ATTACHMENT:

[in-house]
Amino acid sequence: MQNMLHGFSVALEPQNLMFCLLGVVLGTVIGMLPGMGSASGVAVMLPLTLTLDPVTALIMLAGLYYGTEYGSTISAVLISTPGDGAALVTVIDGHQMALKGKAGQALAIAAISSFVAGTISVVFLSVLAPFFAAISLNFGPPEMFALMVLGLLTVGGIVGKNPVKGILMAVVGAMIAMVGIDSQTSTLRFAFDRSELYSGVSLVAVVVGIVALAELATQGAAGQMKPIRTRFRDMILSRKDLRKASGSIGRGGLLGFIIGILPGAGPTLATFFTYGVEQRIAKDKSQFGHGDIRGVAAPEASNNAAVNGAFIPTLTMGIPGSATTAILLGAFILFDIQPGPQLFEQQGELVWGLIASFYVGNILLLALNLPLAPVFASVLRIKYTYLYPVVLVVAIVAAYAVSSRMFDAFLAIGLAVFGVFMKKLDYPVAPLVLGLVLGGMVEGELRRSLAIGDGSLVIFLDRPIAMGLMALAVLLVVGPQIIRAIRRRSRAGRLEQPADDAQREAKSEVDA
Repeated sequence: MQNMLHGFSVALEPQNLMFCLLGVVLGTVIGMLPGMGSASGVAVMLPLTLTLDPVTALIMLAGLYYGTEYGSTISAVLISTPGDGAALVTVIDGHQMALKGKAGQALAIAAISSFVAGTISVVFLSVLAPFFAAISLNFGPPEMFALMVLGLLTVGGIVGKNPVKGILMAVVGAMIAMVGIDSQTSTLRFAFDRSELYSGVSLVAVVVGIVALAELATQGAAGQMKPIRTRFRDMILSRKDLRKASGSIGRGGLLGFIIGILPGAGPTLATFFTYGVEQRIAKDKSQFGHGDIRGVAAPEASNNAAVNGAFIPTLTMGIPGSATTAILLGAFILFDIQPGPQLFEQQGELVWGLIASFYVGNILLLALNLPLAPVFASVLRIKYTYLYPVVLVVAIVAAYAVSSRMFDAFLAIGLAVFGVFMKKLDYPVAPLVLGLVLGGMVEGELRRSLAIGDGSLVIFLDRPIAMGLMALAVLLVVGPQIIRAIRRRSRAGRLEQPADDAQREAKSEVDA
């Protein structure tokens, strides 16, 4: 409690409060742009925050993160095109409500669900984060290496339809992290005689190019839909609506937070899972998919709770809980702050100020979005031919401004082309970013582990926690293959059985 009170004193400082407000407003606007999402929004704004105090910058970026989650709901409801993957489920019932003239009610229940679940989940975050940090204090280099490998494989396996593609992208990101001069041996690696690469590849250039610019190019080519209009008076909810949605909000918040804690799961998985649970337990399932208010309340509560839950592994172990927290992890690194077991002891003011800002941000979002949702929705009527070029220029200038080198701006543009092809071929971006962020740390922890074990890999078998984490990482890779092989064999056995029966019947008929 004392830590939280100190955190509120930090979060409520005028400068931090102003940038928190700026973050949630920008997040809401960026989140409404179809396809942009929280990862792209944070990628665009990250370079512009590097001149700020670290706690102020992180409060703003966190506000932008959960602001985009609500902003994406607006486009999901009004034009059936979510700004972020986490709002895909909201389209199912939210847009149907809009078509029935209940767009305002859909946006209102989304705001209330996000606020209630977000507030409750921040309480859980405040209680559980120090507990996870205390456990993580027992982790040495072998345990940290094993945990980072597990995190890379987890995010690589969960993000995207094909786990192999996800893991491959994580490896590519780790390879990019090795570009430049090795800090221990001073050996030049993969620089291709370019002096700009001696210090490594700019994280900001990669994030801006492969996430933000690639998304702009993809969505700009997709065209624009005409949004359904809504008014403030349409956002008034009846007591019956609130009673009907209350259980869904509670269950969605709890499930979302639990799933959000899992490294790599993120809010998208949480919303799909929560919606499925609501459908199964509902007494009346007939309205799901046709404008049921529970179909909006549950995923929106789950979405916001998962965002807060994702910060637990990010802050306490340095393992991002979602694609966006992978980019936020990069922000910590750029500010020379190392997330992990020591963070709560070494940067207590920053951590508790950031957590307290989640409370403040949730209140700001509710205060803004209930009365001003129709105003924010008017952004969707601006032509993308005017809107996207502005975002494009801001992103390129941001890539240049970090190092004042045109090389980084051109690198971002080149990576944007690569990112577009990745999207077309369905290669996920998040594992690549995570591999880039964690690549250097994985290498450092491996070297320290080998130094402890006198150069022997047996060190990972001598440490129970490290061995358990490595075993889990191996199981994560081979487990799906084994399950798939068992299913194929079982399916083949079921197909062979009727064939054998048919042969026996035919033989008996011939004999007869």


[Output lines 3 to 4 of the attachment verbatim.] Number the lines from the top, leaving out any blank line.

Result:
Repeated sequence: MQNMLHGFSVALEPQNLMFCLLGVVLGTVIGMLPGMGSASGVAVMLPLTLTLDPVTALIMLAGLYYGTEYGSTISAVLISTPGDGAALVTVIDGHQMALKGKAGQALAIAAISSFVAGTISVVFLSVLAPFFAAISLNFGPPEMFALMVLGLLTVGGIVGKNPVKGILMAVVGAMIAMVGIDSQTSTLRFAFDRSELYSGVSLVAVVVGIVALAELATQGAAGQMKPIRTRFRDMILSRKDLRKASGSIGRGGLLGFIIGILPGAGPTLATFFTYGVEQRIAKDKSQFGHGDIRGVAAPEASNNAAVNGAFIPTLTMGIPGSATTAILLGAFILFDIQPGPQLFEQQGELVWGLIASFYVGNILLLALNLPLAPVFASVLRIKYTYLYPVVLVVAIVAAYAVSSRMFDAFLAIGLAVFGVFMKKLDYPVAPLVLGLVLGGMVEGELRRSLAIGDGSLVIFLDRPIAMGLMALAVLLVVGPQIIRAIRRRSRAGRLEQPADDAQREAKSEVDA
């Protein structure tokens, strides 16, 4: 409690409060742009925050993160095109409500669900984060290496339809992290005689190019839909609506937070899972998919709770809980702050100020979005031919401004082309970013582990926690293959059985 009170004193400082407000407003606007999402929004704004105090910058970026989650709901409801993957489920019932003239009610229940679940989940975050940090204090280099490998494989396996593609992208990101001069041996690696690469590849250039610019190019080519209009008076909810949605909000918040804690799961998985649970337990399932208010309340509560839950592994172990927290992890690194077991002891003011800002941000979002949702929705009527070029220029200038080198701006543009092809071929971006962020740390922890074990890999078998984490990482890779092989064999056995029966019947008929 004392830590939280100190955190509120930090979060409520005028400068931090102003940038928190700026973050949630920008997040809401960026989140409404179809396809942009929280990862792209944070990628665009990250370079512009590097001149700020670290706690102020992180409060703003966190506000932008959960602001985009609500902003994406607006486009999901009004034009059936979510700004972020986490709002895909909201389209199912939210847009149907809009078509029935209940767009305002859909946006209102989304705001209330996000606020209630977000507030409750921040309480859980405040209680559980120090507990996870205390456990993580027992982790040495072998345990940290094993945990980072597990995190890379987890995010690589969960993000995207094909786990192999996800893991491959994580490896590519780790390879990019090795570009430049090795800090221990001073050996030049993969620089291709370019002096700009001696210090490594700019994280900001990669994030801006492969996430933000690639998304702009993809969505700009997709065209624009005409949004359904809504008014403030349409956002008034009846007591019956609130009673009907209350259980869904509670269950969605709890499930979302639990799933959000899992490294790599993120809010998208949480919303799909929560919606499925609501459908199964509902007494009346007939309205799901046709404008049921529970179909909006549950995923929106789950979405916001998962965002807060994702910060637990990010802050306490340095393992991002979602694609966006992978980019936020990069922000910590750029500010020379190392997330992990020591963070709560070494940067207590920053951590508790950031957590307290989640409370403040949730209140700001509710205060803004209930009365001003129709105003924010008017952004969707601006032509993308005017809107996207502005975002494009801001992103390129941001890539240049970090190092004042045109090389980084051109690198971002080149990576944007690569990112577009990745999207077309369905290669996920998040594992690549995570591999880039964690690549250097994985290498450092491996070297320290080998130094402890006198150069022997047996060190990972001598440490129970490290061995358990490595075993889990191996199981994560081979487990799906084994399950798939068992299913194929079982399916083949079921197909062979009727064939054998048919042969026996035919033989008996011939004999007869």